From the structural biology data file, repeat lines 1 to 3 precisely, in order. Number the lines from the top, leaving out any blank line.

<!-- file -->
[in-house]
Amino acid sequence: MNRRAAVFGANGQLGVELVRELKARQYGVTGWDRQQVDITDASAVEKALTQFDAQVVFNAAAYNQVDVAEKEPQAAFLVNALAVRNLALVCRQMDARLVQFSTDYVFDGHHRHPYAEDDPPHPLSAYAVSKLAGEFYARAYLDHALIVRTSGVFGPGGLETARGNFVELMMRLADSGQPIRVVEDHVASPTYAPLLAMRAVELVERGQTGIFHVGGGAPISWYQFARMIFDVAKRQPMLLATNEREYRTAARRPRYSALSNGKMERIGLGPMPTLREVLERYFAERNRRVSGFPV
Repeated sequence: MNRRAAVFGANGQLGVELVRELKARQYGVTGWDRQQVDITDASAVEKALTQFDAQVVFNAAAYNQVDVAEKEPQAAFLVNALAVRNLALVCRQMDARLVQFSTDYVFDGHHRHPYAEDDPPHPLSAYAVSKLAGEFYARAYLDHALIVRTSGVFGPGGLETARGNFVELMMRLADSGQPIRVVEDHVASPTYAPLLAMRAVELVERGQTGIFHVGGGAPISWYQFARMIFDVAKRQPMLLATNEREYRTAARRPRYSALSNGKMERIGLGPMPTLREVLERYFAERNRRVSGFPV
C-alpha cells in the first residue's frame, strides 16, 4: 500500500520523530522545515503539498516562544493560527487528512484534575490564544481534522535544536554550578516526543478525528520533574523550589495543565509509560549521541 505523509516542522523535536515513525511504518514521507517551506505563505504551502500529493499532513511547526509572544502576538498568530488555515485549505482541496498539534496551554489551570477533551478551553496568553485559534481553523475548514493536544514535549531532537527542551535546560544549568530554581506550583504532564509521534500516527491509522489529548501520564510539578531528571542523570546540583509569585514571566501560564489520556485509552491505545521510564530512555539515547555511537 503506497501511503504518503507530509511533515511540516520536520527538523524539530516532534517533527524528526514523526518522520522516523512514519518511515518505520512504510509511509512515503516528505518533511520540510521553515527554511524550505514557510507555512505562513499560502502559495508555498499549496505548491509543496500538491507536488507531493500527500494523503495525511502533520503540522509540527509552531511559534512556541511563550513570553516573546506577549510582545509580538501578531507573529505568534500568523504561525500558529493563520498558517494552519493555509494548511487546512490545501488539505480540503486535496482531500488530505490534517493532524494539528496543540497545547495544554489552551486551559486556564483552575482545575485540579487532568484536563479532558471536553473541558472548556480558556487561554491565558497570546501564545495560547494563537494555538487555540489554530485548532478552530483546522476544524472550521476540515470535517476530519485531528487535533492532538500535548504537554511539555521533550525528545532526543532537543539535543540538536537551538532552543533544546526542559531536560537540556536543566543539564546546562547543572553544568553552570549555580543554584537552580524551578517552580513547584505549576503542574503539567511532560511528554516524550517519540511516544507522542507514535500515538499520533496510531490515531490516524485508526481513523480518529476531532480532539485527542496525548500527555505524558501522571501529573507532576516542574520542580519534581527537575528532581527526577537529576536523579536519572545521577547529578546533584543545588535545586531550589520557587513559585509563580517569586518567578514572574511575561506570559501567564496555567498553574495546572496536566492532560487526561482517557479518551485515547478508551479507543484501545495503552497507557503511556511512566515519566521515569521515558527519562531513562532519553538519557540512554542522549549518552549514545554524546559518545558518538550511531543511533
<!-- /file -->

[in-house]
Amino acid sequence: MNRRAAVFGANGQLGVELVRELKARQYGVTGWDRQQVDITDASAVEKALTQFDAQVVFNAAAYNQVDVAEKEPQAAFLVNALAVRNLALVCRQMDARLVQFSTDYVFDGHHRHPYAEDDPPHPLSAYAVSKLAGEFYARAYLDHALIVRTSGVFGPGGLETARGNFVELMMRLADSGQPIRVVEDHVASPTYAPLLAMRAVELVERGQTGIFHVGGGAPISWYQFARMIFDVAKRQPMLLATNEREYRTAARRPRYSALSNGKMERIGLGPMPTLREVLERYFAERNRRVSGFPV
Repeated sequence: MNRRAAVFGANGQLGVELVRELKARQYGVTGWDRQQVDITDASAVEKALTQFDAQVVFNAAAYNQVDVAEKEPQAAFLVNALAVRNLALVCRQMDARLVQFSTDYVFDGHHRHPYAEDDPPHPLSAYAVSKLAGEFYARAYLDHALIVRTSGVFGPGGLETARGNFVELMMRLADSGQPIRVVEDHVASPTYAPLLAMRAVELVERGQTGIFHVGGGAPISWYQFARMIFDVAKRQPMLLATNEREYRTAARRPRYSALSNGKMERIGLGPMPTLREVLERYFAERNRRVSGFPV